Digex expects a boost from WorldCom

Majority shareholder coming out of Chapter 11

April 22, 2003|By Stacey Hirsh | Stacey Hirsh,SUN STAFF

The technology sector's downward spiral wasn't the only force Digex Inc. had to reckon with last year. It also had to face the backlash from the bankruptcy and accounting scandal of its majority shareholder, WorldCom Inc.

But with the telephone giant set to emerge from Chapter 11 in the fall, Laurel-based Digex is expecting a boost in business from WorldCom.

"There can be nothing but positive for Digex with WorldCom coming out of bankruptcy," said Andrew M. Schroepfer, who follows Digex and is president of Tier 1 Research in Minneapolis.

Digex, a corporate Web-hosting company, relies heavily on sales leads from its reseller, WorldCom. At the end of the fourth quarter, 255 of Digex's 619 customers had come through WorldCom.

But after WorldCom's widely reported accounting scandal and Chapter 11 filing in July, Digex saw a drop in the number of leads coming in, said George Kerns, president and chief executive of Digex.

Kerns said that started to change shortly after WorldCom named Michael Capellas its chairman and chief executive officer in mid-November. WorldCom filed its reorganization plan with U.S. Bankruptcy Court in the Southern District of New York last week and said it would change its brand name to MCI.

"Now we're seeing already a bit of an uptick in there," Kerns said, "and I would hope that as every day goes by, and more and more people are seeing that WorldCom is going to emerge from bankruptcy, that we'll see more and more leads for our services."

Digex's ties to WorldCom go back to July 2001, when the phone company acquired Digex's largest shareholder, Intermedia Communications. With that acquisition, it gained a 60 percent stake in Digex.

Except for the fourth quarter of 2002, the Laurel company had borrowed money from WorldCom every quarter since their relationship started. In the third quarter of 2002 Digex borrowed $15 million that WorldCom owed it in reseller invoices before filing for bankruptcy.

Since going public in July 1999, Digex has never been profitable. In February, its stock was delisted from the Nasdaq SmallCap market. It had been moved there from the Nasdaq national market in September after shares dropped below $1 last April and remained there. The shares are now traded on the over-the-counter bulletin board.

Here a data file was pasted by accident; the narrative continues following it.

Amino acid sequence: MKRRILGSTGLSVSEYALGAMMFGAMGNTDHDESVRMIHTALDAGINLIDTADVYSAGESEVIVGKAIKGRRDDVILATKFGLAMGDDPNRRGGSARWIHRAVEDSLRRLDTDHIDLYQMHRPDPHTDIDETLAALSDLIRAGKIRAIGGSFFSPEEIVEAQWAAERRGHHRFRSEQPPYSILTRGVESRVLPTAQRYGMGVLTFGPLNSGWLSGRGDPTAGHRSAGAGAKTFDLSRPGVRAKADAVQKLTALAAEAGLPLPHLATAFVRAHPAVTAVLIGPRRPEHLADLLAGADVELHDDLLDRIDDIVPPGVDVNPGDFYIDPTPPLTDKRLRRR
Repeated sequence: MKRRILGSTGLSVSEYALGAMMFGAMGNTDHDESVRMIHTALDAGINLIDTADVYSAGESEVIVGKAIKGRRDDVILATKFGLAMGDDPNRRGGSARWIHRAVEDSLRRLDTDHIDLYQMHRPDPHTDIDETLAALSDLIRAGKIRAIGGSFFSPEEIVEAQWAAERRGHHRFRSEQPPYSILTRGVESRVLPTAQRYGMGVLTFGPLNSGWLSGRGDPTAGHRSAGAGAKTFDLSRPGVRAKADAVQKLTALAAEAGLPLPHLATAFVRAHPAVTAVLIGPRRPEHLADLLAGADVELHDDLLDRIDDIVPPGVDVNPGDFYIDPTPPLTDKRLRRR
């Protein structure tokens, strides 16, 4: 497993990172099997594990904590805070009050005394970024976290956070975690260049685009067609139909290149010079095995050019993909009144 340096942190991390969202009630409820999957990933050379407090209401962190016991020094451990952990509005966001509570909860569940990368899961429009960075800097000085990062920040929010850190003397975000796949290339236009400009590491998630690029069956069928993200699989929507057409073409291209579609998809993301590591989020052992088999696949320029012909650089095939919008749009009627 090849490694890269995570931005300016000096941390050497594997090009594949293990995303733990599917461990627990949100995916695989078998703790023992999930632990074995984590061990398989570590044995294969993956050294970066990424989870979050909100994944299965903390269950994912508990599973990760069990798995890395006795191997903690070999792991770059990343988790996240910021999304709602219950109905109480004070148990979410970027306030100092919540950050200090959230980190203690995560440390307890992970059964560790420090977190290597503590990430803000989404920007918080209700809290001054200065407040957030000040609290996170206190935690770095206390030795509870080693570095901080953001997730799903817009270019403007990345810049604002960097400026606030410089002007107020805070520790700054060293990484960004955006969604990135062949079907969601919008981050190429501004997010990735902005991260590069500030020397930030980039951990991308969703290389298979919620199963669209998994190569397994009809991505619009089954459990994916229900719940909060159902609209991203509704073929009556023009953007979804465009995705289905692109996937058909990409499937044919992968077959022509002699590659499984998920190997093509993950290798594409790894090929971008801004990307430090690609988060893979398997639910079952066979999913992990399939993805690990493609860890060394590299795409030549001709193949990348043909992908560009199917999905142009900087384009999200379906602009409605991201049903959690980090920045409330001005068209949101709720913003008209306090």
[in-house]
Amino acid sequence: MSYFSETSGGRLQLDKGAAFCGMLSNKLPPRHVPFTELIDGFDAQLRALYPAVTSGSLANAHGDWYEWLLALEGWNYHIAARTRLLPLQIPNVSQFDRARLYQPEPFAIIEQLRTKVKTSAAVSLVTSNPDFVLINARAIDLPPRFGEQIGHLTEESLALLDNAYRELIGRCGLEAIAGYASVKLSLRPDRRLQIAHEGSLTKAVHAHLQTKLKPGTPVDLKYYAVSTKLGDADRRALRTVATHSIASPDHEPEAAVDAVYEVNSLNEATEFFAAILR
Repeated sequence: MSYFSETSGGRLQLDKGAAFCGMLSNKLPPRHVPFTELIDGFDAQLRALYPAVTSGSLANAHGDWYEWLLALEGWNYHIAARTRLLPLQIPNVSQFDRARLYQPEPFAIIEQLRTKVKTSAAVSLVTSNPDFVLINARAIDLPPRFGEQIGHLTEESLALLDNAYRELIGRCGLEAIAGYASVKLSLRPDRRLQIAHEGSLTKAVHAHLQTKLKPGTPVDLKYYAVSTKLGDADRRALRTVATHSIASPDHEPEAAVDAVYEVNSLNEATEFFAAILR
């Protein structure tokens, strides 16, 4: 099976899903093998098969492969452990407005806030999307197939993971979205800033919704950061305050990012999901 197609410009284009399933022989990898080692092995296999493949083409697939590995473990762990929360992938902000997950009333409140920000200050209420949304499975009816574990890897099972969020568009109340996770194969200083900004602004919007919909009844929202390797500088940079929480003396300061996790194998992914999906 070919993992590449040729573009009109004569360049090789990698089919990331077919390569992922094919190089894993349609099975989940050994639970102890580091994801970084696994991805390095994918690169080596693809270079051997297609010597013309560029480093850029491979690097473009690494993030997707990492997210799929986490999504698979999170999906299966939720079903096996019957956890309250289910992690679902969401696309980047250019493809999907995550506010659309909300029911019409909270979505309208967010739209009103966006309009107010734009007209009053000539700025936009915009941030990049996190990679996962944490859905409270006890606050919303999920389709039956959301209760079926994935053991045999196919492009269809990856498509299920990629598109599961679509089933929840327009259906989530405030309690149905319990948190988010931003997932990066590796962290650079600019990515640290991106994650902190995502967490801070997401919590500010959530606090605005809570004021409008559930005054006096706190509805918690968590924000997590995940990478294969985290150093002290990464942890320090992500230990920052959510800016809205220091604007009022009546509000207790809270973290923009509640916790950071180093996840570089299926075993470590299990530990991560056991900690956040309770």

Shares closed yesterday at 41 cents, up 3 cents.

In November, Digex said its board of directors retained a Boston investment bank to explore "strategic options," including a sale. The company has been through two rounds of layoffs, bringing its staff to 785 from 1,393 about a year ago.

"The restructuring that Digex did, when we saw what was taking place at WorldCom plus what was going on in the economy at large, we basically got our expenses in line with our revenue," Kerns said.

Kerns said the company has reached some milestones in 2002. Its earnings before interest, taxes, depreciation and amortization were out of the red as of the third quarter of 2002. Also in 2002, Digex's cash flow from operations for the year was positive for the first time since the company went public.

Digex has also changed its business model. Before, the company would always buy equipment when new customers signed up for Web-hosting. Now, sometimes the customer buys the equipment, and sometimes Digex reuses equipment it already owns or helps its customers lease equipment from another company.

"In terms of the actual business model, it is already showing signs of life and signs of growth," said Schroepfer, the Tier 1 Research analyst.

One factor that will affect Digex's future is what happens to $60 million that Schroepfer estimates WorldCom owes Digex as part of a reseller agreement the two companies signed in 2001, Schroepfer said.

Because of its bankruptcy status, WorldCom may try not to pay Digex the money or not to forgive $60 million in debt that Digex owes WorldCom, Schroepfer said. Whether or not Digex gets the money will determine whether Digex itself has to go through a bankruptcy filing, Schroepfer said. However, he does not anticipate a Digex bankruptcy.

Schroepfer expects Digex to survive and to continue its relationship with WorldCom.

"That means, if you're thinking about using Digex, you can now be more confident that if you like having MCI as a partner, that they will be partners in some fashion," Schroepfer said.

Baltimore Sun Articles
|
|
|
Please note the green-lined linked article text has been applied commercially without any involvement from our newsroom editors, reporters or any other editorial staff.